A book of nursery rhymes for a new generation, with topical references to the world we live in.
Nursery rhymes evolved in the Western world of the 18th century, when childhood was increasingly seen as a distinct phase of life deserving of unique considerations: clothing, food, literature and entertainment. The world has continued to change since then, and Lime’s book of poetry for children, her first, attempts to keep pace. Her poems, mostly written in limerick-style verse, are outwardly simple and easily understood by young readers and listeners. There are the girl who loves shoes, the friends who encounter a bear, the boy who eats too much. But, in the back of the book, each poem also has an accompanying explanation, ostensibly directed at parents and caregivers, outlining a larger cultural significance. Sometimes, the connection between the poem and its teachable moment is strong and clear, as in the titular poem about the 2001 attacks on the World Trade Center and in “The King’s Dream,” about the promise of Martin Luther King’s “I Have a Dream” speech. In other instances, however, the connection is a stretch. Is the poem about girls’ love for shoes—which at least on the surface seems to propound a troubling stereotype—really about dictatorial governments, with Imelda Marcos as the fall guy? But even where some connections seem tenuous, the high-quality illustrations help connect the dots. In some cases, the author includes detailed explanations about the collaborative decision-making that informed the illustrations, demonstrating some serious thought behind the seemingly simple blending of word and image. In the end, this book is bright and engaging, easy to read and a pleasure to hold and look at—with the caveat that caregivers will either want to vet it ahead of time or be certain to enjoy it alongside the young readers in their care.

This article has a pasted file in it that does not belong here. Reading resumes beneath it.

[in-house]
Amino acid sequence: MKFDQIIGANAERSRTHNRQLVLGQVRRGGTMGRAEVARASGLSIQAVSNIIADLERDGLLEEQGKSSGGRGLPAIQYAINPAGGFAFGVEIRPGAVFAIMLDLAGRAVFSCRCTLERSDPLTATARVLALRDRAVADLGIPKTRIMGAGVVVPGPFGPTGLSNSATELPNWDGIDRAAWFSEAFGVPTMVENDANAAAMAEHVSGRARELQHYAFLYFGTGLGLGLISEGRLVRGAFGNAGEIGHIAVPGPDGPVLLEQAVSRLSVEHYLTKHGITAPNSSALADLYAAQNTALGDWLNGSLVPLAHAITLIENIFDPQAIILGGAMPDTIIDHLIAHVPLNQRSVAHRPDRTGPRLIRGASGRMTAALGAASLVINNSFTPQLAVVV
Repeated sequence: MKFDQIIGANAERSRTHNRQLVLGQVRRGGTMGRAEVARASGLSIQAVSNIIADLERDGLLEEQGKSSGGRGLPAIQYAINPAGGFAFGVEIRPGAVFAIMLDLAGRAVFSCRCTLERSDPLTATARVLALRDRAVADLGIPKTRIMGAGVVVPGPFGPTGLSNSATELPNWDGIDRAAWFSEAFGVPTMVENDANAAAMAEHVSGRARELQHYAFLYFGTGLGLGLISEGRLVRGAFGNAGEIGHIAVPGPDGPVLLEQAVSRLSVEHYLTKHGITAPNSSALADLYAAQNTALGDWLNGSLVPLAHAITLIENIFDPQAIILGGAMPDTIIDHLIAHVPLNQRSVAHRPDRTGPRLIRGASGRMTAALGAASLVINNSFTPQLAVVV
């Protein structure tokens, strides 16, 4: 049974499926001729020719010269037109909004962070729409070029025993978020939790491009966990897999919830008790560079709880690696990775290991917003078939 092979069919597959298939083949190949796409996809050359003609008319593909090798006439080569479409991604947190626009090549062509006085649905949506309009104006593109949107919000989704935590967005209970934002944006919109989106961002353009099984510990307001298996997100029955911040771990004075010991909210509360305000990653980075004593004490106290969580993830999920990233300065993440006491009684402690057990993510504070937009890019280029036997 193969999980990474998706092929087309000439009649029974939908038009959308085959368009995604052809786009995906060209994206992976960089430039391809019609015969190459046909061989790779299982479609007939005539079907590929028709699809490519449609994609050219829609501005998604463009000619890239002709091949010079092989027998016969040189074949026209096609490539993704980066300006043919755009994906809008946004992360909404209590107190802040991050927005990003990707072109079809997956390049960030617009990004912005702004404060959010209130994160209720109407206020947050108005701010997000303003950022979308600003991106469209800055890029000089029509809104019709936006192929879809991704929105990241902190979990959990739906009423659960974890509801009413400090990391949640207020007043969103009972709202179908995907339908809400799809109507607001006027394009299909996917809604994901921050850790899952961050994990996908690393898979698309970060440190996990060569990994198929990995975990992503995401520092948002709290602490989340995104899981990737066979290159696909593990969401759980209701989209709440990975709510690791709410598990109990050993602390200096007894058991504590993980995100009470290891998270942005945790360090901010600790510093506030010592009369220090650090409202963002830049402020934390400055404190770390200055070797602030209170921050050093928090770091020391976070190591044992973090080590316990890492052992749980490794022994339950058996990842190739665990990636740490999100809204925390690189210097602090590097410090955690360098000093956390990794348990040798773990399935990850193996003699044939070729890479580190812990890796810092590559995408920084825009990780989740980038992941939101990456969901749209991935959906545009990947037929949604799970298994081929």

Both entertaining and thoughtful, this book is a good choice for families looking to foster a sense of social conscience.